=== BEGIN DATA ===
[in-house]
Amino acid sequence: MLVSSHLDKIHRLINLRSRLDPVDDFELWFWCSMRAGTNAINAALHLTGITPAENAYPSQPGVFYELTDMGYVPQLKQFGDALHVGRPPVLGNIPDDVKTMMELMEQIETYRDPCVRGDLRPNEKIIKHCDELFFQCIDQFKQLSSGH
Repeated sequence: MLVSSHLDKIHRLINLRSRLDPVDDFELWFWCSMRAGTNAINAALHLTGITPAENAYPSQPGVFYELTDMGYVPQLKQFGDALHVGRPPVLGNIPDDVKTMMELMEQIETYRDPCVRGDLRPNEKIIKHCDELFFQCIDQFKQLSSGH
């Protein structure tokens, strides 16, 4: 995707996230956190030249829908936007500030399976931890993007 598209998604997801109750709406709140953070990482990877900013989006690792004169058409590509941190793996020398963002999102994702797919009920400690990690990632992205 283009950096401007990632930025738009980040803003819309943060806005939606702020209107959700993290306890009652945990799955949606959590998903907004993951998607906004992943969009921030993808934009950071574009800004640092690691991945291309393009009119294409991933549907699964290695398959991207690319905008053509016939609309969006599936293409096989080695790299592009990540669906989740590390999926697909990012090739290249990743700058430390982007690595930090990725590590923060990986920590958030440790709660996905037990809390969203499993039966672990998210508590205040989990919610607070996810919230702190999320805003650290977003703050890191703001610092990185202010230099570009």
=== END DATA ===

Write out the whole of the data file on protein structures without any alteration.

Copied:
[in-house]
Amino acid sequence: MLVSSHLDKIHRLINLRSRLDPVDDFELWFWCSMRAGTNAINAALHLTGITPAENAYPSQPGVFYELTDMGYVPQLKQFGDALHVGRPPVLGNIPDDVKTMMELMEQIETYRDPCVRGDLRPNEKIIKHCDELFFQCIDQFKQLSSGH
Repeated sequence: MLVSSHLDKIHRLINLRSRLDPVDDFELWFWCSMRAGTNAINAALHLTGITPAENAYPSQPGVFYELTDMGYVPQLKQFGDALHVGRPPVLGNIPDDVKTMMELMEQIETYRDPCVRGDLRPNEKIIKHCDELFFQCIDQFKQLSSGH
């Protein structure tokens, strides 16, 4: 995707996230956190030249829908936007500030399976931890993007 598209998604997801109750709406709140953070990482990877900013989006690792004169058409590509941190793996020398963002999102994702797919009920400690990690990632992205 283009950096401007990632930025738009980040803003819309943060806005939606702020209107959700993290306890009652945990799955949606959590998903907004993951998607906004992943969009921030993808934009950071574009800004640092690691991945291309393009009119294409991933549907699964290695398959991207690319905008053509016939609309969006599936293409096989080695790299592009990540669906989740590390999926697909990012090739290249990743700058430390982007690595930090990725590590923060990986920590958030440790709660996905037990809390969203499993039966672990998210508590205040989990919610607070996810919230702190999320805003650290977003703050890191703001610092990185202010230099570009």